Lead, first employed in weaponry by the Romans, has been the metal of choice for use in bullets and shotgun shells for more than seven centuries. However, since at least the mid-1980s, its use has been under attack by various environmental and animal rights groups, joined periodically by government agencies such as the Environmental Protection Agency (EPA) and the Centers for Disease Control (CDC). In recent months the campaign has heated up considerably, and gives no sign of cooling down; within the U.S. or abroad.
The movement against lead in ammunition has progressed much farther in Europe than here. For one thing, the culture prevalent in Europe (Switzerland being a notable exception) considers firearms ownership a privilege rather than a right; subject to easy and frequent government control. The environmental and animal rights movement is also well-entrenched throughout Europe and within the European Union bureaucracy.
These forces in Europe have resulted in at least three countries — Denmark, Norway and the Netherlands – banning lead shot for all hunted species. Other European countries, including France and England, ban lead shot for hunting waterfowl. Such actions are the result of claims — not supported by any consistent science or medicine — that hunting with lead-based ammunition, and fishing with equipment containing lead, kills millions of birds and other animals each year as a result of ingesting lead traces from these “toxic” hunting and fishing activities.
Animal rights and environmental groups on this side of the Atlantic, however, are working hard to catch up to their European counterparts. The Center for Biological Diversity (CBD) trumpets this issue as a “deadly epidemic” that threatens humans as well as animals. Such efforts have paid some dividends for the anti-lead ammunition advocates in recent months.
Last year, for example, the National Parks Service implemented a plan to ban lead ammunition and lead fishing tackle in parks under its jurisdiction.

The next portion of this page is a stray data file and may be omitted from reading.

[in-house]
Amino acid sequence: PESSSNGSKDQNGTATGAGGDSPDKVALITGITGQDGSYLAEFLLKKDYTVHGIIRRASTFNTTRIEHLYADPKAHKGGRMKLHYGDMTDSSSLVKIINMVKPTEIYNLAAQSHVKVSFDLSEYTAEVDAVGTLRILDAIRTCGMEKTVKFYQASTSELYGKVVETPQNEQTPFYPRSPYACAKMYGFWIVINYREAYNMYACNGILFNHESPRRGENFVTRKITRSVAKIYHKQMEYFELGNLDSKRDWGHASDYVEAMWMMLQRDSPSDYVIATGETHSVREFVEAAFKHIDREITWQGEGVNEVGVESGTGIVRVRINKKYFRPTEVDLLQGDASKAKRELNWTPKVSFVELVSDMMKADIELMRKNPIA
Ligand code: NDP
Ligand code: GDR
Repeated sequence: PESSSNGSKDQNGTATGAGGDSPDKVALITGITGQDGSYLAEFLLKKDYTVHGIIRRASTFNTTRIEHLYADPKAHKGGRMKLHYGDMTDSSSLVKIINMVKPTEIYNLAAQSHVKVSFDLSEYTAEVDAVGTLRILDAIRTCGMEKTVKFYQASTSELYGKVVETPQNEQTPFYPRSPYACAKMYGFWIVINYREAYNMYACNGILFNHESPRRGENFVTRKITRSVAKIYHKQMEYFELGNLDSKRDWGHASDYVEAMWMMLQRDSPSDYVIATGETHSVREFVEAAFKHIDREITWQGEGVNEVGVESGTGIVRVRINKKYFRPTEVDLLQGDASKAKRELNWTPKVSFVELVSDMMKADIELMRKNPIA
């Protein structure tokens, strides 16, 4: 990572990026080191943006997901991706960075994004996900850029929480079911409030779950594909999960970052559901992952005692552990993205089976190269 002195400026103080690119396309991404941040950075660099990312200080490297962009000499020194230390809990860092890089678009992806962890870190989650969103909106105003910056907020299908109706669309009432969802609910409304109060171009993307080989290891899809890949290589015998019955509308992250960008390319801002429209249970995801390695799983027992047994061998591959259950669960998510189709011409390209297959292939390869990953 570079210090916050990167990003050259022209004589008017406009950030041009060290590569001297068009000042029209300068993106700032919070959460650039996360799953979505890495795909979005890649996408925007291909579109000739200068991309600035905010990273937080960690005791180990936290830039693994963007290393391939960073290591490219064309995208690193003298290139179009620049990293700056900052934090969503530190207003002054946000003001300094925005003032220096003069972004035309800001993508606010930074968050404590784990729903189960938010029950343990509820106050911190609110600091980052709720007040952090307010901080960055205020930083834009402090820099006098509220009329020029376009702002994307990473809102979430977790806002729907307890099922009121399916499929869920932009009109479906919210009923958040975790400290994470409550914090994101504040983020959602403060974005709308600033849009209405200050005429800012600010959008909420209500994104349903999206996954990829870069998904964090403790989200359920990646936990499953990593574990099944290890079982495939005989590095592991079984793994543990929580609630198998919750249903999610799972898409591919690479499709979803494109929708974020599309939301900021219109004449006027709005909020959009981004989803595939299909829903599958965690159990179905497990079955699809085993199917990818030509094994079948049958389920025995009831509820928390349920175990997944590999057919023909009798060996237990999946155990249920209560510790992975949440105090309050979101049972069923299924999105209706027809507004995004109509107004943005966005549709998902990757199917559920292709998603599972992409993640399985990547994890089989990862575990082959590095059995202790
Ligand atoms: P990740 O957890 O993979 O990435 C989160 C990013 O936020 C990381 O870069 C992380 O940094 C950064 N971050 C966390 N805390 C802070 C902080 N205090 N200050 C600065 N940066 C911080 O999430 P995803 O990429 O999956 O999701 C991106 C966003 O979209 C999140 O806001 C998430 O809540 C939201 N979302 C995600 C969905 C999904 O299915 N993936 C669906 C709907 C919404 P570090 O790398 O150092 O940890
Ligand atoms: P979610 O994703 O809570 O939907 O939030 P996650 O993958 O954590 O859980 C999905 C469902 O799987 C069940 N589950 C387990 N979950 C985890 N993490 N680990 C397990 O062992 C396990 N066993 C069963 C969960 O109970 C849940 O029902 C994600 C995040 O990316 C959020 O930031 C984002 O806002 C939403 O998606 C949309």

The CDC has long been trying to solidify its jurisdiction over firearms and ammunition (defining a shooting as a “disease” is a stretch, but one that has not deterred the dauntless folks at CDC from relentlessly pushing the envelope of their jurisdiction). The agency even has a lead poisoning prevention office, which among other things, conducts studies of lead levels in blood of people in areas where wild game is consumed. No studies have yet shown dangerous levels of lead, but the studies — conducted, of course, at taxpayer expense — continue; perhaps until some imaginative researcher discovers the desired results.
Across the Nation’s Capital, the EPA earlier this month was again drawn into the lead ammunition fray as a result of a petition filed by the CBD and other kindred groups. The petition asked that the EPA assume jurisdiction over lead in ammunition and move to ban it, pursuant to terms of the 1976 Toxic Substances Control Act. The EPA last Friday dismissed the petition – correctly concluding that the law, which did in fact grant the feds extensive power to regulate lead, exempted firearms and ammunition from its reach.
Had the EPA decided instead to accept these petitioners’ tortured arguments that somehow the language in the law did not really exempt lead in ammunition, because the offending substance could be separated from the other parts of the cartridges and shells, a battle royal would have ensued with firearms- and hunting-rights organizations.
Still, further actions against ammunition are certain, and more petitions are likely in the months ahead. The bottom line is that this controversy has little to do with the health of either humans or wildlife, and much to do about gun control; whose advocates have taken a beating in recent Supreme Court decisions. Rather than licking their wounds, however, the gun control crowd remains busy looking up old friends at EPA, the CDC and elsewhere in Washington; and finding a more receptive audience.